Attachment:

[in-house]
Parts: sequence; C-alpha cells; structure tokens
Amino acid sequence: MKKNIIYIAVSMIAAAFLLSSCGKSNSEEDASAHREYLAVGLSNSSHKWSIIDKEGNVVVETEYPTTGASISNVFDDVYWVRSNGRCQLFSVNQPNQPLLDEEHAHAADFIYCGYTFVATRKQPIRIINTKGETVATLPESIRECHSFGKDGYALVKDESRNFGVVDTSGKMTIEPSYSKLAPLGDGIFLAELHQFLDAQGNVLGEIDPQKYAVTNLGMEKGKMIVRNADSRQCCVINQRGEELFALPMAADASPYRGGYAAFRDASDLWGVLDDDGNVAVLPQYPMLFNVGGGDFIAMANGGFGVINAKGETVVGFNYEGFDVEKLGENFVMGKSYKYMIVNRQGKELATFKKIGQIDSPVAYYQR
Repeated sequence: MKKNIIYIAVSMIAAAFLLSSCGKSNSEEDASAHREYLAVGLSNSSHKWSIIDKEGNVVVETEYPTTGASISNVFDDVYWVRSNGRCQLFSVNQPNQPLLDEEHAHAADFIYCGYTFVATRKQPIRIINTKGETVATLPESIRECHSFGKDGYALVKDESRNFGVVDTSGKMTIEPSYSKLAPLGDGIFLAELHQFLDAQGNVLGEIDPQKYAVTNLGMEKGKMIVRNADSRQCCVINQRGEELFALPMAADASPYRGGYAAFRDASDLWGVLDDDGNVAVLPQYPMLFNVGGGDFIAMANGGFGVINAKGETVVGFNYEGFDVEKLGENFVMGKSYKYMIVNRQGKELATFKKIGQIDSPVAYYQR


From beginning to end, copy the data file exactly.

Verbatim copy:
[in-house]
Parts: sequence; C-alpha cells; structure tokens
Amino acid sequence: MKKNIIYIAVSMIAAAFLLSSCGKSNSEEDASAHREYLAVGLSNSSHKWSIIDKEGNVVVETEYPTTGASISNVFDDVYWVRSNGRCQLFSVNQPNQPLLDEEHAHAADFIYCGYTFVATRKQPIRIINTKGETVATLPESIRECHSFGKDGYALVKDESRNFGVVDTSGKMTIEPSYSKLAPLGDGIFLAELHQFLDAQGNVLGEIDPQKYAVTNLGMEKGKMIVRNADSRQCCVINQRGEELFALPMAADASPYRGGYAAFRDASDLWGVLDDDGNVAVLPQYPMLFNVGGGDFIAMANGGFGVINAKGETVVGFNYEGFDVEKLGENFVMGKSYKYMIVNRQGKELATFKKIGQIDSPVAYYQR
Repeated sequence: MKKNIIYIAVSMIAAAFLLSSCGKSNSEEDASAHREYLAVGLSNSSHKWSIIDKEGNVVVETEYPTTGASISNVFDDVYWVRSNGRCQLFSVNQPNQPLLDEEHAHAADFIYCGYTFVATRKQPIRIINTKGETVATLPESIRECHSFGKDGYALVKDESRNFGVVDTSGKMTIEPSYSKLAPLGDGIFLAELHQFLDAQGNVLGEIDPQKYAVTNLGMEKGKMIVRNADSRQCCVINQRGEELFALPMAADASPYRGGYAAFRDASDLWGVLDDDGNVAVLPQYPMLFNVGGGDFIAMANGGFGVINAKGETVVGFNYEGFDVEKLGENFVMGKSYKYMIVNRQGKELATFKKIGQIDSPVAYYQR